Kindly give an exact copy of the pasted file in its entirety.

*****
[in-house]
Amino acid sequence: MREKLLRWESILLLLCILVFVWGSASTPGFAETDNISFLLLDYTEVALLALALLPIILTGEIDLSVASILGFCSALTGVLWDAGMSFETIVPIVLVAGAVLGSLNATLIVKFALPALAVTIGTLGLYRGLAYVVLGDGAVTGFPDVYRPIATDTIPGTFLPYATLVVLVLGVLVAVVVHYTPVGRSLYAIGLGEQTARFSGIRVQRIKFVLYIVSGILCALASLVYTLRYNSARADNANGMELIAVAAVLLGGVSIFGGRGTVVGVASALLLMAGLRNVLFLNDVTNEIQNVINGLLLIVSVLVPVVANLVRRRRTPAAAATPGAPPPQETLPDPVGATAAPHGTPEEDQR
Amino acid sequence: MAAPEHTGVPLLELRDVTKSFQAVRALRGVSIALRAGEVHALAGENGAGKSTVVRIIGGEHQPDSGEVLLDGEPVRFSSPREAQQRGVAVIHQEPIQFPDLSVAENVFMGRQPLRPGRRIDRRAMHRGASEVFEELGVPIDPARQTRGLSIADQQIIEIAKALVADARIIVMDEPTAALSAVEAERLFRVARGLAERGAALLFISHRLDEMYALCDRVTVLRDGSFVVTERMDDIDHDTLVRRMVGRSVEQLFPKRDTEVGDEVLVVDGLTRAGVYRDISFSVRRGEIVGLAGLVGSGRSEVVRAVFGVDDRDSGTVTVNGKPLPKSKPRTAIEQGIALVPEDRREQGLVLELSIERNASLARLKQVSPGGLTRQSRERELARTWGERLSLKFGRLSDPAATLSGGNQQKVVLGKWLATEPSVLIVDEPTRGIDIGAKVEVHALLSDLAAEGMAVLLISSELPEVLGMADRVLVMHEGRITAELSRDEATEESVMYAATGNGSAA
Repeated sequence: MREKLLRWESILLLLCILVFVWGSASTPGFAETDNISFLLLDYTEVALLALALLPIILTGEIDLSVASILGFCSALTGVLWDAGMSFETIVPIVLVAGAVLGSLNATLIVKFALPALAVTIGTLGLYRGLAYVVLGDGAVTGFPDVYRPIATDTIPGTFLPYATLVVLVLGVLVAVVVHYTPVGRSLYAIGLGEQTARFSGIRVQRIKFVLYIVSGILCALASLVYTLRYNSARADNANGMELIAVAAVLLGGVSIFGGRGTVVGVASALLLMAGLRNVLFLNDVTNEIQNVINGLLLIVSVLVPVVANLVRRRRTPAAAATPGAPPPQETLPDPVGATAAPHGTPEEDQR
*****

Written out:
[in-house]
Amino acid sequence: MREKLLRWESILLLLCILVFVWGSASTPGFAETDNISFLLLDYTEVALLALALLPIILTGEIDLSVASILGFCSALTGVLWDAGMSFETIVPIVLVAGAVLGSLNATLIVKFALPALAVTIGTLGLYRGLAYVVLGDGAVTGFPDVYRPIATDTIPGTFLPYATLVVLVLGVLVAVVVHYTPVGRSLYAIGLGEQTARFSGIRVQRIKFVLYIVSGILCALASLVYTLRYNSARADNANGMELIAVAAVLLGGVSIFGGRGTVVGVASALLLMAGLRNVLFLNDVTNEIQNVINGLLLIVSVLVPVVANLVRRRRTPAAAATPGAPPPQETLPDPVGATAAPHGTPEEDQR
Amino acid sequence: MAAPEHTGVPLLELRDVTKSFQAVRALRGVSIALRAGEVHALAGENGAGKSTVVRIIGGEHQPDSGEVLLDGEPVRFSSPREAQQRGVAVIHQEPIQFPDLSVAENVFMGRQPLRPGRRIDRRAMHRGASEVFEELGVPIDPARQTRGLSIADQQIIEIAKALVADARIIVMDEPTAALSAVEAERLFRVARGLAERGAALLFISHRLDEMYALCDRVTVLRDGSFVVTERMDDIDHDTLVRRMVGRSVEQLFPKRDTEVGDEVLVVDGLTRAGVYRDISFSVRRGEIVGLAGLVGSGRSEVVRAVFGVDDRDSGTVTVNGKPLPKSKPRTAIEQGIALVPEDRREQGLVLELSIERNASLARLKQVSPGGLTRQSRERELARTWGERLSLKFGRLSDPAATLSGGNQQKVVLGKWLATEPSVLIVDEPTRGIDIGAKVEVHALLSDLAAEGMAVLLISSELPEVLGMADRVLVMHEGRITAELSRDEATEESVMYAATGNGSAA
Repeated sequence: MREKLLRWESILLLLCILVFVWGSASTPGFAETDNISFLLLDYTEVALLALALLPIILTGEIDLSVASILGFCSALTGVLWDAGMSFETIVPIVLVAGAVLGSLNATLIVKFALPALAVTIGTLGLYRGLAYVVLGDGAVTGFPDVYRPIATDTIPGTFLPYATLVVLVLGVLVAVVVHYTPVGRSLYAIGLGEQTARFSGIRVQRIKFVLYIVSGILCALASLVYTLRYNSARADNANGMELIAVAAVLLGGVSIFGGRGTVVGVASALLLMAGLRNVLFLNDVTNEIQNVINGLLLIVSVLVPVVANLVRRRRTPAAAATPGAPPPQETLPDPVGATAAPHGTPEEDQR